Determining the Australian east coast grey nurse population size and structure using archival and contemporary photographic images and visual surveys
A project undertaken at the Centre for Biomedical Sciences, Univeristy of Queensland, and supervised by C.Bansemer and M.Bennett
The grey nurse shark, Carcharias taurus is listed globally under the IUCN Red List as vulnerable, with the Australian east coast population listed as critically endangered. A priority action in the 'Commonwealth Recovery Plan for the Grey Nurse Shark' (Recovery Plan) is to establish long-term monitoring of the east coast’s population status. This key action has not yet been fulfilled.
In 2002, NSW Fisheries intiated a fin-tagging program of grey nurse sharks (GNS) to facilitate population estimates and achieve the Recovery Plan’s priority action. Unfortunately, the physical tagging of grey nurse sharks was found to have undesirable side-effects due to chronic fouling of tags that lead to abrasion injuries and secondary infections and consequently was stopped.
We conducted a two year study of the patterning of grey nurse shark skin, on animals held at Underwater World Mooloolaba (Qld aquarium). This study has shown that spot patterns are stable through time, providing a means to reliably indentify sharks from photographic images. A collecton of images of wild grey nurse sharks has been amassed by encouraging the diving public, through free workshops and random monthly prizes, to supply images of grey nurse sharks from known locations on known dates. To date, over 300 individual grey nurse sharks have been identified by their skin markings. Many of these individuals have been photographed on numerous occasions at different sites and on different dates with the longest image 'capture-recapture' period spanning 14 years between photographs. This demonstrates the viability of this technique for long-term monitoring.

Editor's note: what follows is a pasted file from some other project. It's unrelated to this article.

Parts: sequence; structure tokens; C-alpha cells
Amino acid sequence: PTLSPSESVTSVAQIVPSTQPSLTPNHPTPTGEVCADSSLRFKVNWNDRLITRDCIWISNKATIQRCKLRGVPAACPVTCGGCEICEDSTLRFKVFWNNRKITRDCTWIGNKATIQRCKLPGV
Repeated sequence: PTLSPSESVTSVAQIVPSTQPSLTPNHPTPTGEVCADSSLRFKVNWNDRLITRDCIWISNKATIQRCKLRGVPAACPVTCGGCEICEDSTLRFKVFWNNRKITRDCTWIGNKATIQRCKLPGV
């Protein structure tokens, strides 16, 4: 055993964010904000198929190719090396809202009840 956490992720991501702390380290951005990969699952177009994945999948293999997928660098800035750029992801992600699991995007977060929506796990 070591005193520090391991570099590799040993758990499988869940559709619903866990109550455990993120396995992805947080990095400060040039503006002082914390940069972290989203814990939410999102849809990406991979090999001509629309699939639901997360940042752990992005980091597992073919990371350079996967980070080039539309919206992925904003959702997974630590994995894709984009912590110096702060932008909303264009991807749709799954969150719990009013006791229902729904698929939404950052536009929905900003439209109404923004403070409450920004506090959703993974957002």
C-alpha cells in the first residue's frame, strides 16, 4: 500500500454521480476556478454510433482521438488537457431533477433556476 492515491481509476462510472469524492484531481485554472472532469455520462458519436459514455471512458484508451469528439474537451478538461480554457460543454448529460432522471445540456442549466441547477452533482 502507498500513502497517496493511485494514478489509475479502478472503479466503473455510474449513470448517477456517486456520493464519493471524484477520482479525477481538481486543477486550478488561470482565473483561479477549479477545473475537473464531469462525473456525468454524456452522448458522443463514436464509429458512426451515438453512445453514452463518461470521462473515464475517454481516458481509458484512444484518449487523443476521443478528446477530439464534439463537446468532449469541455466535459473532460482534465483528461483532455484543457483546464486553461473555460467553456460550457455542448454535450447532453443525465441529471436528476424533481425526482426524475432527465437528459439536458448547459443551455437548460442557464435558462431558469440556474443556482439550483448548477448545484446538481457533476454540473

This project will refine the image capture-recapture technique and allow a rigorous, scientifically valid estimate of current grey nurse shark numbers ('minimum population size') to be calculated achieving a priority action of the Commonwealth Recovery Plan for the critically endangered east coast population of grey nurse sharks. Additionally, the methodology used in this project lends itself to the involvement of divers, dive operators and the media. Increased public participation, awareness and compassion will all help to further protect this iconic species.